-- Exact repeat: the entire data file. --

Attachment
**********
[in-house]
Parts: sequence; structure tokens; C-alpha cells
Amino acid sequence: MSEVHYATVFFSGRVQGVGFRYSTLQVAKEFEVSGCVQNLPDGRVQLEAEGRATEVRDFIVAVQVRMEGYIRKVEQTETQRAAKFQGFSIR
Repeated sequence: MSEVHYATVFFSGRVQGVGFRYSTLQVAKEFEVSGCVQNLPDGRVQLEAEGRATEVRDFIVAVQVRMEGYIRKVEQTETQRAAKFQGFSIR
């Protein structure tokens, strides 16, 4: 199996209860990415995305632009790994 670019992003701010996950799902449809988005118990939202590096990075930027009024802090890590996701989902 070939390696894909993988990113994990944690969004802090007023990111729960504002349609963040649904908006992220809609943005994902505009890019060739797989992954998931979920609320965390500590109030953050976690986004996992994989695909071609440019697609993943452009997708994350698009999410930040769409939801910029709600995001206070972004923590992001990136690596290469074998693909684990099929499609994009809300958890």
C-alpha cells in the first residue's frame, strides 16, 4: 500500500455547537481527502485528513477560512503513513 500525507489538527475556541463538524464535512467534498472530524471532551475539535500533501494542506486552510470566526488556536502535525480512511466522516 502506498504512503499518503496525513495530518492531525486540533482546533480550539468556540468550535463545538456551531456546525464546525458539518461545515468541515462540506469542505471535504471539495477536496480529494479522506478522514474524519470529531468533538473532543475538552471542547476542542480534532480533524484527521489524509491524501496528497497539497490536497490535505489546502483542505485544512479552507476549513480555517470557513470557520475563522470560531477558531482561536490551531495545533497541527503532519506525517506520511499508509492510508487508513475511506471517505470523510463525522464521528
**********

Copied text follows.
[in-house]
Parts: sequence; structure tokens; C-alpha cells
Amino acid sequence: MSEVHYATVFFSGRVQGVGFRYSTLQVAKEFEVSGCVQNLPDGRVQLEAEGRATEVRDFIVAVQVRMEGYIRKVEQTETQRAAKFQGFSIR
Repeated sequence: MSEVHYATVFFSGRVQGVGFRYSTLQVAKEFEVSGCVQNLPDGRVQLEAEGRATEVRDFIVAVQVRMEGYIRKVEQTETQRAAKFQGFSIR
């Protein structure tokens, strides 16, 4: 199996209860990415995305632009790994 670019992003701010996950799902449809988005118990939202590096990075930027009024802090890590996701989902 070939390696894909993988990113994990944690969004802090007023990111729960504002349609963040649904908006992220809609943005994902505009890019060739797989992954998931979920609320965390500590109030953050976690986004996992994989695909071609440019697609993943452009997708994350698009999410930040769409939801910029709600995001206070972004923590992001990136690596290469074998693909684990099929499609994009809300958890």
C-alpha cells in the first residue's frame, strides 16, 4: 500500500455547537481527502485528513477560512503513513 500525507489538527475556541463538524464535512467534498472530524471532551475539535500533501494542506486552510470566526488556536502535525480512511466522516 502506498504512503499518503496525513495530518492531525486540533482546533480550539468556540468550535463545538456551531456546525464546525458539518461545515468541515462540506469542505471535504471539495477536496480529494479522506478522514474524519470529531468533538473532543475538552471542547476542542480534532480533524484527521489524509491524501496528497497539497490536497490535505489546502483542505485544512479552507476549513480555517470557513470557520475563522470560531477558531482561536490551531495545533497541527503532519506525517506520511499508509492510508487508513475511506471517505470523510463525522464521528